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April 24, 2003

Picture of the Crossroads roomSFSU’s newest eating area, which will also serve as an after-hours study space for on-campus residents and a conference venue over the summer, was officially unveiled Wednesday, April 23.

Crossroads, part of the City Eats Dining Center, has been unofficially open for two weeks. The glass-enclosed room includes several tables that seat between one and four people, making it a perfect place to seek refuge from the daily bustle of the residence halls, but without the strict rules of the library. Vending machines offer snacks and beverages, or visitors can bring food in. It will be accessible at night only to students with meal plans, who can open the locked doors with their One Cards. It is free and open to the public during the day.

The ceremony also featured the unveiling of a mural, which depicts city landmarks, in the main room of the Dining Center.

Construction of the new dining area, which was once an outdoor patio in front of the Dining Center, is part of a two-phase project to update the dining facilities for residents who take advantage of on-campus meal plans.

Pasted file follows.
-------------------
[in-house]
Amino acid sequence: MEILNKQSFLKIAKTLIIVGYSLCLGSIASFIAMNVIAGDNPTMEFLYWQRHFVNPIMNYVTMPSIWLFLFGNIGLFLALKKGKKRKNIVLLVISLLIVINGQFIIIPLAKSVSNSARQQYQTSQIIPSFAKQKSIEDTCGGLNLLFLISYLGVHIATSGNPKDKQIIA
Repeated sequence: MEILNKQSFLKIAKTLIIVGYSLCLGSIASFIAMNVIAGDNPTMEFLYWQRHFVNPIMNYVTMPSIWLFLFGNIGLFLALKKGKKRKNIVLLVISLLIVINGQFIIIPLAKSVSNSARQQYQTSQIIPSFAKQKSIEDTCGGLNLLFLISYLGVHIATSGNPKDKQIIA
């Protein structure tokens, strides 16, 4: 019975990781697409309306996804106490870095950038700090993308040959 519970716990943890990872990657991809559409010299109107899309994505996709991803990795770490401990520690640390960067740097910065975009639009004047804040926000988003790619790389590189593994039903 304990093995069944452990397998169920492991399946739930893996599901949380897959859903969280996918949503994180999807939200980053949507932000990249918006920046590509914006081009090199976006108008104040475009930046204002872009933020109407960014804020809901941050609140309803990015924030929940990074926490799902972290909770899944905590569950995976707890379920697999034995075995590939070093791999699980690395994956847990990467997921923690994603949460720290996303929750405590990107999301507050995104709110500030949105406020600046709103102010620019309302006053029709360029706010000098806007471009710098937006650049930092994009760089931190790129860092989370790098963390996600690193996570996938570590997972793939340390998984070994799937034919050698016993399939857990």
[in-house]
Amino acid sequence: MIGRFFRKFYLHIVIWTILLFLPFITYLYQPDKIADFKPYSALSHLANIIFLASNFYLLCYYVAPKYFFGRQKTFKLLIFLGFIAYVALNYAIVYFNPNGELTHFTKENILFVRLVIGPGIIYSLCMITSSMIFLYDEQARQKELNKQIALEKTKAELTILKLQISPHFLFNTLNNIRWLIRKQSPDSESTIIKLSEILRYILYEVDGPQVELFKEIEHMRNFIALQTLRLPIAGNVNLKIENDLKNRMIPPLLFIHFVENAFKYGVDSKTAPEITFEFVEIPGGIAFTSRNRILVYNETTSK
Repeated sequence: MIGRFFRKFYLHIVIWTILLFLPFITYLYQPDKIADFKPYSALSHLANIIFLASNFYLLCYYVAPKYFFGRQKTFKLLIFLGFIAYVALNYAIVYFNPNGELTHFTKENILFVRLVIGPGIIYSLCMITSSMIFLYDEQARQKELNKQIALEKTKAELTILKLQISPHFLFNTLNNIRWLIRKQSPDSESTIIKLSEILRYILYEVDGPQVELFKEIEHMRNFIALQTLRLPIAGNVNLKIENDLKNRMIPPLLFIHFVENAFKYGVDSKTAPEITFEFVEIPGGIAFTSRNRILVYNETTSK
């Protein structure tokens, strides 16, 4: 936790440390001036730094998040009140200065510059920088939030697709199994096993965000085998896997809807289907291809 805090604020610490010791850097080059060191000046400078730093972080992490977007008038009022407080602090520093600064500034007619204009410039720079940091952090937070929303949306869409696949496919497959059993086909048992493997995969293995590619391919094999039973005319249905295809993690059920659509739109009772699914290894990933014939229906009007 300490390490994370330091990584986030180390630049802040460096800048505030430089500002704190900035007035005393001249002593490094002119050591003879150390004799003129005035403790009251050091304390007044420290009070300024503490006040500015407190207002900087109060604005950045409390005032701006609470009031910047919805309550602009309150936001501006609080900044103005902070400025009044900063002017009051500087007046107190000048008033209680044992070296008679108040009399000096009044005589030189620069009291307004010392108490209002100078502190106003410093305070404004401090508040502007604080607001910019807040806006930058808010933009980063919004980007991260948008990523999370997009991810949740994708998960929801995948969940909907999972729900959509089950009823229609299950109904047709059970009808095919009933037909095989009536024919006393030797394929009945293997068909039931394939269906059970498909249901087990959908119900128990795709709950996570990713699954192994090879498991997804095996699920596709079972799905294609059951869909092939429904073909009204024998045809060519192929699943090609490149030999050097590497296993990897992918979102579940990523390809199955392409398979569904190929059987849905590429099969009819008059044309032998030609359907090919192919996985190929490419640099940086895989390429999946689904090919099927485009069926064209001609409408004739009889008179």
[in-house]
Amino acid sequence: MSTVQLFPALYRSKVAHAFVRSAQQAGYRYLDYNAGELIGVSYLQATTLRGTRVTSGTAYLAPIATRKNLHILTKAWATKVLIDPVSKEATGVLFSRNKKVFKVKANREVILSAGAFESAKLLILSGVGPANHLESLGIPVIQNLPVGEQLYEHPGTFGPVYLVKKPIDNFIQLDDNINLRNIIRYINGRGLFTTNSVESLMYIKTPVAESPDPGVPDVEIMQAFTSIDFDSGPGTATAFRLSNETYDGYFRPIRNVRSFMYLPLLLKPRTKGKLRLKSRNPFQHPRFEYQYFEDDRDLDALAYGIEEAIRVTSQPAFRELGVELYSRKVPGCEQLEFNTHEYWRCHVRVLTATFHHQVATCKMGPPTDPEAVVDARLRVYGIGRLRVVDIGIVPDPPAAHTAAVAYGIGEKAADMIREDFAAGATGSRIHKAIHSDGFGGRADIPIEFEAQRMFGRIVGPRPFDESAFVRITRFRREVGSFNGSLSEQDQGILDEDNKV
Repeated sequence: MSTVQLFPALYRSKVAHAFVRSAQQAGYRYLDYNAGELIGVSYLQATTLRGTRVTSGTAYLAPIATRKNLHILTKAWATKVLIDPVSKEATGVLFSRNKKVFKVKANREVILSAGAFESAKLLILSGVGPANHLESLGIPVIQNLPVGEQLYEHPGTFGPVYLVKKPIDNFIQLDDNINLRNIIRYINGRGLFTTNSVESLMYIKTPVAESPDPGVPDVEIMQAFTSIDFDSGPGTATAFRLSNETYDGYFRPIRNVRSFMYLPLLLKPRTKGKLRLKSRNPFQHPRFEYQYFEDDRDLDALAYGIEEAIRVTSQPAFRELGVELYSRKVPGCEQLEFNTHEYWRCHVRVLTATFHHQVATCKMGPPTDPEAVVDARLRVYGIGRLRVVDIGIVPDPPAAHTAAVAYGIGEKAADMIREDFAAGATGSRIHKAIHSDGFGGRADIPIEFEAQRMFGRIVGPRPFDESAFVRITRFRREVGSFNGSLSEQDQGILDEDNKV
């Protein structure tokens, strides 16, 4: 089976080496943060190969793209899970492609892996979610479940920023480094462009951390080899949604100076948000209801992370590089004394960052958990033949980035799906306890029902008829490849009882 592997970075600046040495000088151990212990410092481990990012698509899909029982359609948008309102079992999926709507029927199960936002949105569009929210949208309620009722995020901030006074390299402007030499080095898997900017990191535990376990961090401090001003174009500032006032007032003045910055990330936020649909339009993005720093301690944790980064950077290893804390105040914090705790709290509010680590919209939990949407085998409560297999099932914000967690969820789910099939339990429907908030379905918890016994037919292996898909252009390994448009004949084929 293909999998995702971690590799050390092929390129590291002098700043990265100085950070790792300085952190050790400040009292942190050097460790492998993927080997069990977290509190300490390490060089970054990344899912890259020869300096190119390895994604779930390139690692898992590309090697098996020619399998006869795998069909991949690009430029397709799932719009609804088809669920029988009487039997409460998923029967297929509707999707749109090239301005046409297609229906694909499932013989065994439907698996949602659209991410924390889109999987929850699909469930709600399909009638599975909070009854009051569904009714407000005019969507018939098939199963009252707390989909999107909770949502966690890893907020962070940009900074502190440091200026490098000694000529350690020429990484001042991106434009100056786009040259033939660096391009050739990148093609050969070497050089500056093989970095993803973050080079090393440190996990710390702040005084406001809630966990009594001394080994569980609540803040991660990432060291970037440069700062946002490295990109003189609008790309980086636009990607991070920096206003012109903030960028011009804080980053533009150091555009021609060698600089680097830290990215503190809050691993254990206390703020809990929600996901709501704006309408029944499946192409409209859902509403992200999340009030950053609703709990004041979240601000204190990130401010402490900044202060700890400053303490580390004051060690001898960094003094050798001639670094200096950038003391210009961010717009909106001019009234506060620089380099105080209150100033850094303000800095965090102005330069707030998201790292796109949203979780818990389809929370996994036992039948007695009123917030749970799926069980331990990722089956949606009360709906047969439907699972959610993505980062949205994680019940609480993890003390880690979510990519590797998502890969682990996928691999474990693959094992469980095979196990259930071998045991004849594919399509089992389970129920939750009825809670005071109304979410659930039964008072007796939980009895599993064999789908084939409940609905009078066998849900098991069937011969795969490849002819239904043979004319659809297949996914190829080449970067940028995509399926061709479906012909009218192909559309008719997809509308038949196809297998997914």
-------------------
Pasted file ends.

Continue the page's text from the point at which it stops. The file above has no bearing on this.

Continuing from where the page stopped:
"Right now, it’s turning out to be a quiet alternative to eating in the main Dining Center," said Jan Andreasen, director of housing and residential services. "But we’re really just feeling it out this semester."

In addition to the Dining Center’s regular meal hours, Crossroads is open from 7:30 p.m. to 12:30 a.m. With Web hookups and electrical outlets near almost every table and vending machines serving up an assortment of sodas, juices and snacks, Andreasen hopes the room becomes an alternative study area.

"Students especially seem to appreciate the single stations against the windows. They can watch people outside, and also aren’t taking up a lot of space if they’re alone," she said.

Construction on the room was funded by Chartwells, the company that holds the SFSU residential food service contract, as part of a two-phase project. The first phase of the project, completed last year, involved renovations to the Dining Center and changes to how the food is prepared and presented to students. The Dining Center renovations cost less than projected, leaving money available for the Crossroads construction. The new room seats about 270 people.

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Last modified April 24, 2003, by the Office of Public Affairs